My "philosophy of education" is due at midnight on Sunday. I start my first independently planned and largely independently taught unit on February 1 and teach it until February 17. On that same day, I have to submit a paper outlining the rules, procedures, and practices I intend to put into place next year in my own classroom. Lots to think about, plan for, do, reflect on. How can I do it all in a way that "sings life," through the good and the bad? Because if I could do anything with half as much feeling and skill Etta put into her songs, that would be a gift.

Monday, January 2, 2012

The quadrennial brush with semi-greatness

Happy 2012 to my five readers! I spent my holiday back in the Midwest, home to family and friends and - this year, at least - famous people. Yep, it's caucus time again. Four years ago, I had the privilege of witnessing history and the ignominious shame of supporting, um, someone else who eventually finished second and then was exposed as one of the biggest sleazebags in American political history.

But we won't talk about that! We will talk about how every four years, the nerdy spectacle of national politics descends on Iowa, and how that means that we Iowegians get the chance to bask in the presence of Oprah or hear John Legend perform for free or sit next to Joe Biden at church or shake hands with Chuck Norris or hang out with Joe Wilson (aka Mr. Valerie Plame). Of course, that was all during the much-more-exciting 2008 caucuses, when both political parties were running. The game is cut in half this year with only the Republican contest up for grabs, but that doesn't mean there wasn't any fun to be had.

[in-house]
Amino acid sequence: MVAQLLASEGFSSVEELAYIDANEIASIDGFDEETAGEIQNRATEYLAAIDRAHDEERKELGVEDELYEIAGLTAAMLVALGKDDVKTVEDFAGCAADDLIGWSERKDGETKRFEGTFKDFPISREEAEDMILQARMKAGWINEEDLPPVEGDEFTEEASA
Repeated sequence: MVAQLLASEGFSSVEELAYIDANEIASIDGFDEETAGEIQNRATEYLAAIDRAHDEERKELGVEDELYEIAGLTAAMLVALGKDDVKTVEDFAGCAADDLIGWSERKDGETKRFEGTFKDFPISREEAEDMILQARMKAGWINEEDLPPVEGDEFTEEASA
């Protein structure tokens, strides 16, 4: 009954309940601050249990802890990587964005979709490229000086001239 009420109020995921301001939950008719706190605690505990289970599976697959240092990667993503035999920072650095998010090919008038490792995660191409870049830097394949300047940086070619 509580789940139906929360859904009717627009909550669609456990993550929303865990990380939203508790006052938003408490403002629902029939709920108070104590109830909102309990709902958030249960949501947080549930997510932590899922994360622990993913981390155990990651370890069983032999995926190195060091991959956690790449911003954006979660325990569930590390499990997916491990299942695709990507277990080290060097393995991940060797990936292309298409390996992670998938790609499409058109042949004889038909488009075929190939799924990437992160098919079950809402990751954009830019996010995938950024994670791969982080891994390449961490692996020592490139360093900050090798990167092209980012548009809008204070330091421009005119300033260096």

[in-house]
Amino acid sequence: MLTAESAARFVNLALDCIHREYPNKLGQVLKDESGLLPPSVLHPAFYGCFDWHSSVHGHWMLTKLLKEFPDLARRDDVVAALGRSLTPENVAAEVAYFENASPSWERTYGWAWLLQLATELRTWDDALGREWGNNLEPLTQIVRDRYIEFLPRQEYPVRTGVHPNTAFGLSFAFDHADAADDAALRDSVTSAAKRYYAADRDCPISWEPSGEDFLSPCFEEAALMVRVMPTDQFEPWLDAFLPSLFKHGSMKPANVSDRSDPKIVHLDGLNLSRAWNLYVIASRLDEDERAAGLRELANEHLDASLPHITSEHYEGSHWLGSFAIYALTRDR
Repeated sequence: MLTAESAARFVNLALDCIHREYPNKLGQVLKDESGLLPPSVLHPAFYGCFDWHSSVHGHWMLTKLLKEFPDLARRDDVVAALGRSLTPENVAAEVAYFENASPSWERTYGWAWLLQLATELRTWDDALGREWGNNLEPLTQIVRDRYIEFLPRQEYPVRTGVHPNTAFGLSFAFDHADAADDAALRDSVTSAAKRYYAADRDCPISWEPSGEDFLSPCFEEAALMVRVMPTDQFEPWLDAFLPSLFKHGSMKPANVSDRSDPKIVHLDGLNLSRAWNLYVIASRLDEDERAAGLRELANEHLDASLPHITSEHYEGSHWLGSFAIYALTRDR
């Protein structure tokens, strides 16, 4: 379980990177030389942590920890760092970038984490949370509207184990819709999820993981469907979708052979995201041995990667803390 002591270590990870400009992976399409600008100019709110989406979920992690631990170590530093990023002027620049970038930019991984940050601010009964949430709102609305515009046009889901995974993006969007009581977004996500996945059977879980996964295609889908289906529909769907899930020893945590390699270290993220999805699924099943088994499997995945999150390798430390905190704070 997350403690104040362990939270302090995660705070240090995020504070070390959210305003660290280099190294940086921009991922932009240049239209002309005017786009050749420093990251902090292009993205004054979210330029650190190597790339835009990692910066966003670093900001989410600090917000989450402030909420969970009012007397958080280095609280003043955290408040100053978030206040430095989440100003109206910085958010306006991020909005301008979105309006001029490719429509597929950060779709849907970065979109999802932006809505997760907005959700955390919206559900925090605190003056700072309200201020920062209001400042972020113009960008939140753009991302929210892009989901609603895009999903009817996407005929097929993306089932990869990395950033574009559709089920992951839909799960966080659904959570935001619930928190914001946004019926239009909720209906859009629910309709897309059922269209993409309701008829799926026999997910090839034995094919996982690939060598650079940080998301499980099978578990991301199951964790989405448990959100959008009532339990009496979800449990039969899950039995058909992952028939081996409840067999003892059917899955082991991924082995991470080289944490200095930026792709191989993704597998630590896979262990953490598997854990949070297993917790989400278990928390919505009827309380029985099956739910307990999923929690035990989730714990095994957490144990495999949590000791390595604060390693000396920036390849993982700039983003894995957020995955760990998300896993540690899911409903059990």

This time around I was a bit more removed from all the goings-on, but I still had some almost-famous moments. Most of them stemmed from a New Year's Eve gathering at the new home of my old job that I attended. It was the "Raucous Before the Caucus," a party for the out-of-state media and campaign officials, and it was a pretty good show. The building is fantastic, the butterscotch bacon cupcakes were plentiful, they had free Manhattans with Templeton, and Maureen Dowd was there (scroll down...I'm the bearded, orange-tied guy in the background of the picture of the melting ice sculpture). The celeb-spotting continued on the next morning, when my sister hobnobbed with Chris Matthews after Mass.

We go back to school on January 4. I'm planning a caucus-themed lesson, complete with simulation, for the government students. I loaded up on Gingrich, Paul, Perry, and Romney paraphernalia when I was home, to give our class a more accurate caucus feel. Those were the four candidates that we had students volunteer to "precinct captain" for in our mini-caucus...I somewhat jokingly, before the break, asked if anyone wanted to captain for Rick Santorum. I have a feeling that, wherever Senator Santorum finishes tomorrow night, I will need to explain that particular phenomenon to my Boston students.